1992 marked my move back to academia and to the University of Georgia where I reside today.
As I have said, I never completely “left” NOAA when I made this move. Gray’s Reef National Marine Sanctuary is 20 miles offshore of Sapelo Island, Georgia. Thanks to the generous support of the NOAA folks there, we—me, my UGA students and NOAA scientists—began a systematic geoarchaeological survey of this sanctuary. Sherri Littman and Windy Weaver wrote graduate theses on sediment coring studies there. Their work and my own led to a 2008 synthesis of the late Quaternary geology of this mid-to-inner shelf with an eye toward archaeology and paleontology. Working with Fred Rich at Georgia Southern gave me and my students insights into paleoecology of the Georgia Bight and that facet has become an integral element of my research since 1994. In 2006 we discovered a real surprise in the course of our underwater surveys—a prehistoric whale. Not just any prehistoric whale but an extinct Atlantic Gray Whale not seen in the north Atlantic since the 17th century. Excavation over the course of the following two summers recovered a nearly complete mandible and two vertebrae dated to 36-38 ka.
The Smithsonian currently has the mandible making copies for their collection.
The continental shelf has not been as giving in terms of human prehistory at least not off Georgia. It’s a big place and hard to survey using SCUBA. Nevertheless, three artefacts have been found in the course of our work there. Two are chipped stone and one is bone/antler. None have come from intact deposits so they are interesting in their own right but telling in what this implies for site preservation on coastal plain landforms. There are exposed stream terraces and paleosols out there so hope lives in regard to an eventual discovery of a late Pleistocene—early Holocene archaeological locale. My students, I hope, will find these sites.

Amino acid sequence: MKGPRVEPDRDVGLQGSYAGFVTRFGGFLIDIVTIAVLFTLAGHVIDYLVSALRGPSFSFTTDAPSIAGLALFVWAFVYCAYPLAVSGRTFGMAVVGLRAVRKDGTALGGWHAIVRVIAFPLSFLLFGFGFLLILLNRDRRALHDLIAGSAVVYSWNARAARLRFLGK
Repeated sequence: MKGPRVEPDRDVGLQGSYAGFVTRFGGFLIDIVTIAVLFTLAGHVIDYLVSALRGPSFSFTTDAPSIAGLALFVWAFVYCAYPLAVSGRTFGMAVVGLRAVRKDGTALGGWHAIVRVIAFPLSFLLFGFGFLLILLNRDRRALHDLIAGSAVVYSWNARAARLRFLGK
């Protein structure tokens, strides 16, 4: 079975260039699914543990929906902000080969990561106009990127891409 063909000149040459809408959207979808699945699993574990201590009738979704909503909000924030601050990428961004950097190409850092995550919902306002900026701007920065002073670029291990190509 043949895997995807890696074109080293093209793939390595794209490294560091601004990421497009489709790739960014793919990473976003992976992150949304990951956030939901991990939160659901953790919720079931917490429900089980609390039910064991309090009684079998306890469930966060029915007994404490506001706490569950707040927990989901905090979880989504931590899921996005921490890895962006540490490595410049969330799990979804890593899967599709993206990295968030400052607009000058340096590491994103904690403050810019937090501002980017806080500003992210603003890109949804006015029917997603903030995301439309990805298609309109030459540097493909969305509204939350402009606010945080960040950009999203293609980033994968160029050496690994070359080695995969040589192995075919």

A final word regarding shallow geophysics and archaeological geology- what a difference this has made to our endeavors. UGA has supported my own “habit” such that I teach a summer course, each year, in the use of radar, magnetics and EM-electrical methods.
Other schools now do this but when we started back I 1993, UGA was “alone”. Many of our UGA students have done theses using these methods. Maybe one of them will find another lost mission. We can always hope.
To sum up, I reiterate that an award such as this makes one think their career choice may have been worth it. I certainly think so. Thank you again for this honor.